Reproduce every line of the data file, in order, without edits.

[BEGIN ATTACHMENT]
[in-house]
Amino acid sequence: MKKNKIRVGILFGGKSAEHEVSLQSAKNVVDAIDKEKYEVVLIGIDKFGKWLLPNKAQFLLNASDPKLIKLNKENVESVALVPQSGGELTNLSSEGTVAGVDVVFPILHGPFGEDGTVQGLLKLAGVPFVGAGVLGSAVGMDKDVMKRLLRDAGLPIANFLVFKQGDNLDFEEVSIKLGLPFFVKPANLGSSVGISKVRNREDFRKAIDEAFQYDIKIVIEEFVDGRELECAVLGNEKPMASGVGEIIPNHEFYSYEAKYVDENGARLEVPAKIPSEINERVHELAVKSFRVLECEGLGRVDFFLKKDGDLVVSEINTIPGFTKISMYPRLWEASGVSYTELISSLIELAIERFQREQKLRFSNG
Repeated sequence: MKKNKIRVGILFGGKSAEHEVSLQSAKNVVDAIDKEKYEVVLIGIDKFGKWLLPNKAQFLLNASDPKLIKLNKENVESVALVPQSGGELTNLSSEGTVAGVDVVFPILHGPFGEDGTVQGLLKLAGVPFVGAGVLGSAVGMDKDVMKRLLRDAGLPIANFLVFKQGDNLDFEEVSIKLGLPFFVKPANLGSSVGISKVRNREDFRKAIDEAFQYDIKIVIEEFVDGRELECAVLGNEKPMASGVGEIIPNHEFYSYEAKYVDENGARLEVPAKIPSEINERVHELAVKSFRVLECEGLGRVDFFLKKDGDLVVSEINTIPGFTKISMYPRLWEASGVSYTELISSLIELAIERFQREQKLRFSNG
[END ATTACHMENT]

[in-house]
Amino acid sequence: MKKNKIRVGILFGGKSAEHEVSLQSAKNVVDAIDKEKYEVVLIGIDKFGKWLLPNKAQFLLNASDPKLIKLNKENVESVALVPQSGGELTNLSSEGTVAGVDVVFPILHGPFGEDGTVQGLLKLAGVPFVGAGVLGSAVGMDKDVMKRLLRDAGLPIANFLVFKQGDNLDFEEVSIKLGLPFFVKPANLGSSVGISKVRNREDFRKAIDEAFQYDIKIVIEEFVDGRELECAVLGNEKPMASGVGEIIPNHEFYSYEAKYVDENGARLEVPAKIPSEINERVHELAVKSFRVLECEGLGRVDFFLKKDGDLVVSEINTIPGFTKISMYPRLWEASGVSYTELISSLIELAIERFQREQKLRFSNG
Repeated sequence: MKKNKIRVGILFGGKSAEHEVSLQSAKNVVDAIDKEKYEVVLIGIDKFGKWLLPNKAQFLLNASDPKLIKLNKENVESVALVPQSGGELTNLSSEGTVAGVDVVFPILHGPFGEDGTVQGLLKLAGVPFVGAGVLGSAVGMDKDVMKRLLRDAGLPIANFLVFKQGDNLDFEEVSIKLGLPFFVKPANLGSSVGISKVRNREDFRKAIDEAFQYDIKIVIEEFVDGRELECAVLGNEKPMASGVGEIIPNHEFYSYEAKYVDENGARLEVPAKIPSEINERVHELAVKSFRVLECEGLGRVDFFLKKDGDLVVSEINTIPGFTKISMYPRLWEASGVSYTELISSLIELAIERFQREQKLRFSNG